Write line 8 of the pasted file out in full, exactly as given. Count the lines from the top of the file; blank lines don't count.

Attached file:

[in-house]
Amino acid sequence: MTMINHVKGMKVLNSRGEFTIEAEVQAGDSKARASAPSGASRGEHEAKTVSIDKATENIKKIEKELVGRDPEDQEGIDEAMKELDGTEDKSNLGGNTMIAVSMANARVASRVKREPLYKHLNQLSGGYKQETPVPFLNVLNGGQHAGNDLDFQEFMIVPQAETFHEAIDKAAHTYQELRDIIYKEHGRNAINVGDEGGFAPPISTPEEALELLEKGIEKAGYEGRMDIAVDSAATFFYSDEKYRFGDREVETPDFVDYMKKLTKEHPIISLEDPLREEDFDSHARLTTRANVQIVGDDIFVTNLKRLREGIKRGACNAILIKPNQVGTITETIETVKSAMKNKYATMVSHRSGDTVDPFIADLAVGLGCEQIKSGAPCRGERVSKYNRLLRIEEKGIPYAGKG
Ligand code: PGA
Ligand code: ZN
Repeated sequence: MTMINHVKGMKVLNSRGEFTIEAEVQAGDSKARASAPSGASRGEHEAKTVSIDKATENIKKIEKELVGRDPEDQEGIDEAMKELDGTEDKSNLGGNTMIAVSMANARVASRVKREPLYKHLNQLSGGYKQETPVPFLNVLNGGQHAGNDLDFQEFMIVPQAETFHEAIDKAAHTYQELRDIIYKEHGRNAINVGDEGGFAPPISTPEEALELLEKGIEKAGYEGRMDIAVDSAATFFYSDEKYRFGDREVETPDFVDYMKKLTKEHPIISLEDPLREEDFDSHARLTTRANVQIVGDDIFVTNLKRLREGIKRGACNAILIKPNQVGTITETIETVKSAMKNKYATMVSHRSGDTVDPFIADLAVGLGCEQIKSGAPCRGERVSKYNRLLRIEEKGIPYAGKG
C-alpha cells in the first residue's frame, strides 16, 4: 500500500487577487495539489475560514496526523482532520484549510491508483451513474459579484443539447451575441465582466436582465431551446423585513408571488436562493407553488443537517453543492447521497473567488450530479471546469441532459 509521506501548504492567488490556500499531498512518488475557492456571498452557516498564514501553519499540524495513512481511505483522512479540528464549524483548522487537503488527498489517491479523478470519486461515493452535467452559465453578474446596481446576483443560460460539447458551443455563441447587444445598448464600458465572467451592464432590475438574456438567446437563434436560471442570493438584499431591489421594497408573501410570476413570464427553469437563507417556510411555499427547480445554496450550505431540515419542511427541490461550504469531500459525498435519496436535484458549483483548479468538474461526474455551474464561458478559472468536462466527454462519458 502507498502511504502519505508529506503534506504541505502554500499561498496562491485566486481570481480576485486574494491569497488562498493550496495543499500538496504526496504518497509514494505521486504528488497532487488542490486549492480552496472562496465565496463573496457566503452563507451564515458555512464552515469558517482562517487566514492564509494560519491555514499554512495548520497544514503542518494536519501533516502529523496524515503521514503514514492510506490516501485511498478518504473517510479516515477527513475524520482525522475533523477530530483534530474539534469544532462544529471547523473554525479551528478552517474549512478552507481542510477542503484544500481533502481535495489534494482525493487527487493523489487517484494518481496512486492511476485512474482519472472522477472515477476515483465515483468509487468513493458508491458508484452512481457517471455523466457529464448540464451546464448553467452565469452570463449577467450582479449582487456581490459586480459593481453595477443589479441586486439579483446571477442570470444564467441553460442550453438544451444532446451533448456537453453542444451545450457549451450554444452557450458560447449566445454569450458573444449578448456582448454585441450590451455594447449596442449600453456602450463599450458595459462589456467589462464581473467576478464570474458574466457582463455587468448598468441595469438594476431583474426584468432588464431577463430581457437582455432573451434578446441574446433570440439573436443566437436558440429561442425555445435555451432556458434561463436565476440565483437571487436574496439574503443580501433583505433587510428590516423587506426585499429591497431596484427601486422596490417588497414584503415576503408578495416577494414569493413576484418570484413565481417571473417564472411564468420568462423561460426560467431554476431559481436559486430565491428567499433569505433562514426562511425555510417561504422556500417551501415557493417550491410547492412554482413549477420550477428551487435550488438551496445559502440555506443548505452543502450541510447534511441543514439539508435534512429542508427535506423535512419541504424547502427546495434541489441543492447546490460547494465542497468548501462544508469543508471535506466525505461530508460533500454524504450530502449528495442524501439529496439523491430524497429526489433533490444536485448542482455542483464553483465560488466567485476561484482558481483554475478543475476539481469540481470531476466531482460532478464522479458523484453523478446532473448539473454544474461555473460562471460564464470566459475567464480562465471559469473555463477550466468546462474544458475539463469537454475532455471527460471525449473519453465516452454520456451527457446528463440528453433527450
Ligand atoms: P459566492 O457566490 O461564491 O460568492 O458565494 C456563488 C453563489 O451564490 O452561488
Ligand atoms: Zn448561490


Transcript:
Ligand atoms: Zn448561490